What Is: The Price-to-Earnings Ratio (P/E)
- What Is: Passive Investing
- What Is: Dollar Cost Averaging?
- What Is: Bottom-Up Investing
- What Is: Top-Down Investing
- What Is: Value Investing
- What Is: Growth Investing
- What Is: Income Investing
- What Is: GARP Investing
- What Is: The Rule of 72
- What Is: A Falling Knife
- What Is: Cyclical Stocks
- What Is: The Dividend Yield
- What Is: The Price-to-Earnings Ratio (P/E)
- What Is: The Cash Flow Statement
- What Is: A Share Split
- What Is: A Share Buyback
- What Is: Discounted Cash Flow
- What is: An Exchange-Traded Fund (ETF)?
- What is: A Hedge Fund?
- What is: The Balance Sheet?
- What Is: The Profit and Loss Statement?
- What is: A Limit Order?
- What is: A Two-Bagger
The price-to-earnings (P/E) ratio is the most widely used investment ratio, but it’s one that can trip up the novice investor who doesn’t know how to use it.
Here’s a common question among new investors: “Is a company with a low P/E a better bet than one with a high one?” The simple answer is: “Other things being equal, yes.” But of course, other things are never equal. Simple though it is to calculate, the price-to-earnings ratio can be quite a tricky number to divine much useful information from.
So what is it?
The ‘P’ part simply means ‘Price’, which is just the current share price. On it’s own, a share price is meaningless, and only takes on any meaning in the light of the actual financial performance of the company. A company that’s making more profit is going to be worth more than a company making less (again, other things being equal). And that’s where the ‘E’, or ‘Earnings’, part comes in.
If we look at a company’s accounts, the top-line figure is its turnover — the amount of money it actually takes in over the course of a trading year. From that we need to deduct all sorts of outgoings — costs of raw materials and labour, factory rentals, interest paid on borrowings, depreciation, tax, and numerous other things.
Whatever we are left with after all of that is the money that the company actually gets to keep — its earnings. Typically some will be paid out as dividends and some will be re-invested to grow the business, but it represents the bottom line as regards the money the company has earned for you.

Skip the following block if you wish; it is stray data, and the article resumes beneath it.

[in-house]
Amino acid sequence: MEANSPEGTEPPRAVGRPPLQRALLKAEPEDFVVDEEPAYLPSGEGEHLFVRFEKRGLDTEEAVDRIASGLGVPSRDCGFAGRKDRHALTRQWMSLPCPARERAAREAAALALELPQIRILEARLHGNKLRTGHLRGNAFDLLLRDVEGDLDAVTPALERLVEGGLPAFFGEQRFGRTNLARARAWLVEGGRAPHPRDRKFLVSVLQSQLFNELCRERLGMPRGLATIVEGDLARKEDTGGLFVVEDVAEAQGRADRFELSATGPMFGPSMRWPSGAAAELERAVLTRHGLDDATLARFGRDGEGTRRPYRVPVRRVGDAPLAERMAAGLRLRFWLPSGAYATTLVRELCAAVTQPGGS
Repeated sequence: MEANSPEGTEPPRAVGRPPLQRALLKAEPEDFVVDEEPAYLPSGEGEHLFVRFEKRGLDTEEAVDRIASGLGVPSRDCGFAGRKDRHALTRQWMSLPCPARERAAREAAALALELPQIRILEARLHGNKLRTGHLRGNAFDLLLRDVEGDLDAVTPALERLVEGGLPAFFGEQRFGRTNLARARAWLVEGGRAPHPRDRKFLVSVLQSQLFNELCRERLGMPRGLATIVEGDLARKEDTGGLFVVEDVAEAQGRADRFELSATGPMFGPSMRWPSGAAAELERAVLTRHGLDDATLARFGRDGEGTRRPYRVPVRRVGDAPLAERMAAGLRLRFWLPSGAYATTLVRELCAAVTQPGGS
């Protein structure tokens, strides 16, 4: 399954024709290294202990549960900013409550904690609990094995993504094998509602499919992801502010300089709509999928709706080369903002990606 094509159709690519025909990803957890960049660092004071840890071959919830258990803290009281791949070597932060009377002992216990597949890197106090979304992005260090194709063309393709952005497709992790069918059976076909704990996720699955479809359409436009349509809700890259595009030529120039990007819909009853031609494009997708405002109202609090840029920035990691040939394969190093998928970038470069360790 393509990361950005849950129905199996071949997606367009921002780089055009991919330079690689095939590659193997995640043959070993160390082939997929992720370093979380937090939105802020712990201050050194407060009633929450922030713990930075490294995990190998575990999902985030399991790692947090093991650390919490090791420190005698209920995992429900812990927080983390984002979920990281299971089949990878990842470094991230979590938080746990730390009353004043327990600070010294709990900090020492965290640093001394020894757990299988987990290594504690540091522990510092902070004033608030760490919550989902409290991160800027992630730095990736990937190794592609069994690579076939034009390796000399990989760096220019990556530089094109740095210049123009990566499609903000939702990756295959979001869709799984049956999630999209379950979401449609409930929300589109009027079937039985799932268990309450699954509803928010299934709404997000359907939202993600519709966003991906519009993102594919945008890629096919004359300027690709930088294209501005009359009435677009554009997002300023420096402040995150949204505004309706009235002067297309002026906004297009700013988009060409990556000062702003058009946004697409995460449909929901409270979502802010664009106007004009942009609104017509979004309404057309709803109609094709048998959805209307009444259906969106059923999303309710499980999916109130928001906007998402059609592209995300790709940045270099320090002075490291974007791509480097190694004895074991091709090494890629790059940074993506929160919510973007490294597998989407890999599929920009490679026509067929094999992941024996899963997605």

And if that bottom line profit is divided between the number of shares in existence, what you get is the “earnings per share” (EPS) figure, which is the ‘E’ in ‘P/E’. So if, for example, a share is priced at 20 Euros and the company brings in earnings of two Euros per share, we can see that the company is valued at 10 times its earnings — it has a P/E of 10.
Why the variation?
That leads to two new questions — why should a company be worth more than it earns, and why is there so much variation between different companies?
Well, firstly, when you buy a company’s shares, you don’t only get an entitlement to one year’s worth of earnings, what you get is all future earnings too, and the price of the share should reflect the value of all that future income. So our 20-Euro share with earnings of two Euros per share (and thus a P/E of 10) will take 10 years to pay back its share price. So the P/E figure is the answer to the question “How many years will it take for earnings to repay the share price, if earnings remain the same?”.
And it’s the “if earnings remain the same” bit that leads to different shares having different P/E ratios, because investors will value shares more highly if a company is expected to increase its earnings year after year. If our company, instead of earning two Euros per year for the next five years, is instead expected to earn two Euros this year, 3.5 Euros next year, and 4.5 Euros the year after, it will end up earning back the money you invested much sooner. That would make it a more desirable share, and investors would be willing to pay more for it, increasing the price and leading to a higher P/E ratio.
A measure of growth
So a company’s P/E can be seen as an indication of the expected future growth in its earnings per share. Companies with higher growth forecasts should therefore have higher P/E values, while companies with lower growth forecasts should have lower P/E values.
And we would also expect companies with similar earnings forecasts to have similar P/E values, would we not? Surely the actual nature of the business is irrelevant if the expected growth is the same, isn’t it?
In reality, we will often find shares in different sectors (or even the same sector) with very different P/E ratios, even if their earnings forecasts are similar. Sometimes such differences are rational, with, for example, some companies and sectors being considered more risky. But other times it can be irrational, and based on sentiment, greed, fear, “herd” behavior, and all manner of human failings. And that’s where there opportunities lie for rational investors.